Hack hack hack...

An open journal-- some of it written for you, but most of it is for me.

Koans Lessons

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def test_accessing_hashes_with_fetch
    hash = { :one => "uno" }
    assert_equal "uno", hash.fetch(:one)
    assert_raise(KeyError) do
      hash.fetch(:uno)
    end

    # THINK ABOUT IT:
    #
    # Why might you want to use #fetch instead of #[] when accessing hash keys?

# answer: there are some instances where returning nil blindly from a hash can cause issues
  end

  # Bonus Question: Why was "expected" 
.merge will rewrite values that you had :keys for.
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hash = { "jim" => 53, "amy" => 20, "dan" => 23 }
#=> {"jim"=>53, "amy"=>20, "dan"=>23}

new_hash = hash.merge({ "jim" => 54, "jenny" => 26 })
=> {"jim"=>54, "amy"=>20, "dan"=>23, "jenny"=>26}
Default values
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hash2 = Hash.new("dos")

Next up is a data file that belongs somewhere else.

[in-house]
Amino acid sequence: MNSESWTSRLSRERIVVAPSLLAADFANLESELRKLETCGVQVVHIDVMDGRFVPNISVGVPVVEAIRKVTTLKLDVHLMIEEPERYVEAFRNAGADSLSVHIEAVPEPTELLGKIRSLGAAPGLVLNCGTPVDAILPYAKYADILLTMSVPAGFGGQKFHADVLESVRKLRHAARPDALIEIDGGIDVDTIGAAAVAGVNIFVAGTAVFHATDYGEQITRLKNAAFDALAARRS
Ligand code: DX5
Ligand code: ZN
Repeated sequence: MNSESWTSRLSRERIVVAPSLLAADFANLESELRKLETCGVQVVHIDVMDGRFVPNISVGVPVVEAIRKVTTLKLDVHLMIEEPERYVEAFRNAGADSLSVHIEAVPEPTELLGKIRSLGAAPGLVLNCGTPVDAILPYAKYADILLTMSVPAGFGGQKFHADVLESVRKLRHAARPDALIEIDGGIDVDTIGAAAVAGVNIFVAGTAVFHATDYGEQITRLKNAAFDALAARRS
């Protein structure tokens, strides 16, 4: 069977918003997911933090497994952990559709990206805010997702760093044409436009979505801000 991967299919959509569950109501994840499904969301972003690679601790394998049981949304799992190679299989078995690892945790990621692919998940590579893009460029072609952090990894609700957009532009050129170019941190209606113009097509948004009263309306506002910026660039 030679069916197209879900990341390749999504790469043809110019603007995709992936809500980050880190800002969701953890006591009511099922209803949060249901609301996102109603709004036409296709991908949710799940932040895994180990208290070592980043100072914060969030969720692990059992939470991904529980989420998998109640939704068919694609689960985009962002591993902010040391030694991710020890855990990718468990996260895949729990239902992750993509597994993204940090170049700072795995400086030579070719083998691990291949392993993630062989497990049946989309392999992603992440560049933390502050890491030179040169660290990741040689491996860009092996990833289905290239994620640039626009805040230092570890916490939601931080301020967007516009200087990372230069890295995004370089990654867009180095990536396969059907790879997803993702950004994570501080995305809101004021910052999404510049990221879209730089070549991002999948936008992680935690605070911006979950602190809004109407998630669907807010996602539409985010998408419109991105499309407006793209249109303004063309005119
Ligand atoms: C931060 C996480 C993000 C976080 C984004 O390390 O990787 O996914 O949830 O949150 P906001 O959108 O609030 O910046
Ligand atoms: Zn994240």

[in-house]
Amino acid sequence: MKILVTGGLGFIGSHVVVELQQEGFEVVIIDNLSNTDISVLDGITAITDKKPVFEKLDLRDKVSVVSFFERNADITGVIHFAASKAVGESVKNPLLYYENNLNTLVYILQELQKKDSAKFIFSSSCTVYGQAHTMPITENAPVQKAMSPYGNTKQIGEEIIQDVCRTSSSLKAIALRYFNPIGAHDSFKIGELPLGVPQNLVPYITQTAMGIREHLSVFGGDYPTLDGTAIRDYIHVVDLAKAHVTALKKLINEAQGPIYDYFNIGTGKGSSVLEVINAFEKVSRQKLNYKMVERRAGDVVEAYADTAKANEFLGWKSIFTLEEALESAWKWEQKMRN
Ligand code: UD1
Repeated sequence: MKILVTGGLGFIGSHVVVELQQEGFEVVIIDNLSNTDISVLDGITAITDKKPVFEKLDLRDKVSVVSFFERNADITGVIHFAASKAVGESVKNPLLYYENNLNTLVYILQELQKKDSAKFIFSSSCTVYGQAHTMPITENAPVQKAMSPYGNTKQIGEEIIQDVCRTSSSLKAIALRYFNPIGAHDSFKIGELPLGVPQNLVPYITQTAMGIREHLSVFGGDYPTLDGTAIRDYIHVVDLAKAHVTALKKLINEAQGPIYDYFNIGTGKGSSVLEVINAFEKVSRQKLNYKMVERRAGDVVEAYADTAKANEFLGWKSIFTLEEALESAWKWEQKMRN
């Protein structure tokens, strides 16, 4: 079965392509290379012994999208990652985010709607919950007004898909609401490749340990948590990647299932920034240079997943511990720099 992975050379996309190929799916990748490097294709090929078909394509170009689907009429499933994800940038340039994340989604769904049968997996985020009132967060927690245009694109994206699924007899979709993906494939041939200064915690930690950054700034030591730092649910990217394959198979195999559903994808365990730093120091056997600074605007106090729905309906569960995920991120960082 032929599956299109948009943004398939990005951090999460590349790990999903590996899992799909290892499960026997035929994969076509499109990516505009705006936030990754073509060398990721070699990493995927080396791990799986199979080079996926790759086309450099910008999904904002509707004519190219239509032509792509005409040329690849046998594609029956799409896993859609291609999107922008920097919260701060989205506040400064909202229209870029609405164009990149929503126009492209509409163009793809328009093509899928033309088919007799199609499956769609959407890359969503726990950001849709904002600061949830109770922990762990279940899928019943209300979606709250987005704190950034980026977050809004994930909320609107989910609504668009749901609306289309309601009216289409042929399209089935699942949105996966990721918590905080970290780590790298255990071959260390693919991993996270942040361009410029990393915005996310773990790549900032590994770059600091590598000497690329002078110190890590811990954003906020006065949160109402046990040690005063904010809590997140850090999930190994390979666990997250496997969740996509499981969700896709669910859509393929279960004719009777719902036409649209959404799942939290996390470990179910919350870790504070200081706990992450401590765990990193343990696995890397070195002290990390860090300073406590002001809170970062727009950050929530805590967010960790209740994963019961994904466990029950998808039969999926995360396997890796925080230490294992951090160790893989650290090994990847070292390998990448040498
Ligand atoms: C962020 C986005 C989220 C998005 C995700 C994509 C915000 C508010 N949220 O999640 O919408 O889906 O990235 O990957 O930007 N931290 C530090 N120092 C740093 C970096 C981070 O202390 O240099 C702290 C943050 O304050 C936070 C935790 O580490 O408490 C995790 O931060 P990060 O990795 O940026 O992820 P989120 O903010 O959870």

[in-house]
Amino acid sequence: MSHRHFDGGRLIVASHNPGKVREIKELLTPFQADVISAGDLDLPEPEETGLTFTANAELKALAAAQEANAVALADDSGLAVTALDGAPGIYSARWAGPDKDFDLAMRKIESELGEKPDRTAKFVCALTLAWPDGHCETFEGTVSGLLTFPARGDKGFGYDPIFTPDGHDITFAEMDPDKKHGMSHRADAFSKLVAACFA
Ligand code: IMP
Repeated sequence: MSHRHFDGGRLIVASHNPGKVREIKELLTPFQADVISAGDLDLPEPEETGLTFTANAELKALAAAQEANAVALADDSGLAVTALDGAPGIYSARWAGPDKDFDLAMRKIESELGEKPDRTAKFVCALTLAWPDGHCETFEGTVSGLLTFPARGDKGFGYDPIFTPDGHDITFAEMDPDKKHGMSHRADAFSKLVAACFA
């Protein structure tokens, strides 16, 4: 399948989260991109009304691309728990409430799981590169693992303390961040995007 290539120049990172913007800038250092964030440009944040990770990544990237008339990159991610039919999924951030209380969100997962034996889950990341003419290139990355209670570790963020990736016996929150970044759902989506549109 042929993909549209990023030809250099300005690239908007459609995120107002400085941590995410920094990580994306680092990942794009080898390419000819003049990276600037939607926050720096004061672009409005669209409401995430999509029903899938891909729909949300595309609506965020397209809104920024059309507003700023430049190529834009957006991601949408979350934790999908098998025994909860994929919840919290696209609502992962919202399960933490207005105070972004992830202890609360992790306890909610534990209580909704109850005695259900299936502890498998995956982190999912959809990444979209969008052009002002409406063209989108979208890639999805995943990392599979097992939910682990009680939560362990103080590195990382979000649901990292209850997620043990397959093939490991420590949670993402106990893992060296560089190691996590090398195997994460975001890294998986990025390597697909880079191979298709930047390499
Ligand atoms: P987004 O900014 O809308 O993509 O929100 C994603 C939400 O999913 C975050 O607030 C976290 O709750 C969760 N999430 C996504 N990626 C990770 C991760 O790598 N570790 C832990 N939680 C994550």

#every default value is now "dos"

THINK ABOUT IT:

# # The two major ways to write class methods are: # class Demo # def self.method # end # # class << self # def class_methods # end # end # end # # Which do you prefer and why? # Are there times you might prefer one over the other?

def test_method_names_become_symbols

symbols_as_strings = Symbol.all_symbols.map { |x| x.to_s }
assert_equal true, symbols_as_strings.include?("test_method_names_become_symbols")

end

# THINK ABOUT IT: # # Why do we convert the list of symbols to strings and then compare # against the string value rather than against symbols?

# QUESTION: Which has precedence: The constant in the lexical scope, # or the constant from the inheritance hierarchy? lexical scope

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